The Centennial Institute is clearly intended to be something a little different, perhaps the seeds of a Rocky Mountain Claremont Institute, with which Andrews was associated with some years back. Rather than seeing the Founding as a great Libertarian (large-L) experiment, the Centennial Institute will attempt to promote the growing assertion of individual liberty as a logical destination of, rather than a deviation from, the country’s religious beginnings. It will also not contain itself to state or economic issues, but will take on the war on Islamism, immigration, and, one assumes eventually, social issues.
If so, this weekend’s summit set the tone. The highlights of the weekend for me were Rep. Michelle Bachman, Arthur Brooks of the American Enterprise Institute, Dennis Prager, and Dick Morris.
Rep. Bachman spoke of specific programs she wants to roll back or reform, and of the need to insist that new Congressional Republican leadership actually be what they’re all talking about being – committed to free-market ideas that work, and to rolling back so-called “progressive” legislation, followed by a detailed description of what such an agenda would look like. Her re-telling of the story of the Four Chaplains left me fighting back tears (Tom Tancredo later told me, “I don’t even try to fight them back.”) She’s a remarkably confident and engaging speaker, and to see her live is to see what all the fuss is about.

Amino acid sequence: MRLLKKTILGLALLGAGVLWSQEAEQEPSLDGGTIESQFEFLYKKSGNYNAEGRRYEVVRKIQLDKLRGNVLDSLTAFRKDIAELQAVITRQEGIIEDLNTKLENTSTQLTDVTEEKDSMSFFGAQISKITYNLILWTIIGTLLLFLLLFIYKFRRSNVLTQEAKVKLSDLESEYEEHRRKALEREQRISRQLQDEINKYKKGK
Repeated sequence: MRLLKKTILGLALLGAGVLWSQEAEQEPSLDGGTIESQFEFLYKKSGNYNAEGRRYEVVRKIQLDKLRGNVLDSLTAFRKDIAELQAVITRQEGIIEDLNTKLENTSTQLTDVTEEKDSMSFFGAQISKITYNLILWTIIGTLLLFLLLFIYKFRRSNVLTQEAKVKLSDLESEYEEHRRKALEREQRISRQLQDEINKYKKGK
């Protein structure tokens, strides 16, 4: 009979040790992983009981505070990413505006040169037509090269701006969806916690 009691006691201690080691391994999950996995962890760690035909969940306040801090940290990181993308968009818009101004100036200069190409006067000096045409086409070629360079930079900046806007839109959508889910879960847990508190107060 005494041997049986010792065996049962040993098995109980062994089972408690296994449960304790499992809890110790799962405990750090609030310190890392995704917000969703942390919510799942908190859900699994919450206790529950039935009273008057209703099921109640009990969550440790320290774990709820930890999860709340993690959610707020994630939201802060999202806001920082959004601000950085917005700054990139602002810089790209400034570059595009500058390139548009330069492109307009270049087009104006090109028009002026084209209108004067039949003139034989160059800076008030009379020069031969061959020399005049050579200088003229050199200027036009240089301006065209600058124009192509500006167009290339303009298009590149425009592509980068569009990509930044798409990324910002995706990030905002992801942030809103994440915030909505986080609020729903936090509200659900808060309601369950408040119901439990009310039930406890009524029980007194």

Arthur Brooks‘s talk was almost certainly the most content-laden, discussing how the debate over free enterprise vs. statism isn’t really an economic debate, but a cultural one. As long as we’re talking about the money, we lose. Free enterprise is a maintream value, one that maximizes not only wealth but also happiness, and the system that is, ultimately, the fairest. Conservatives need to make the moral case, not merely the economic case, for free markets. He backed that up with data, most of which I remember even without taking notes and without the benefit of power points. Brooks makes wonkishness accessible, and AEI is in for a long run of intellectual success under his leadership.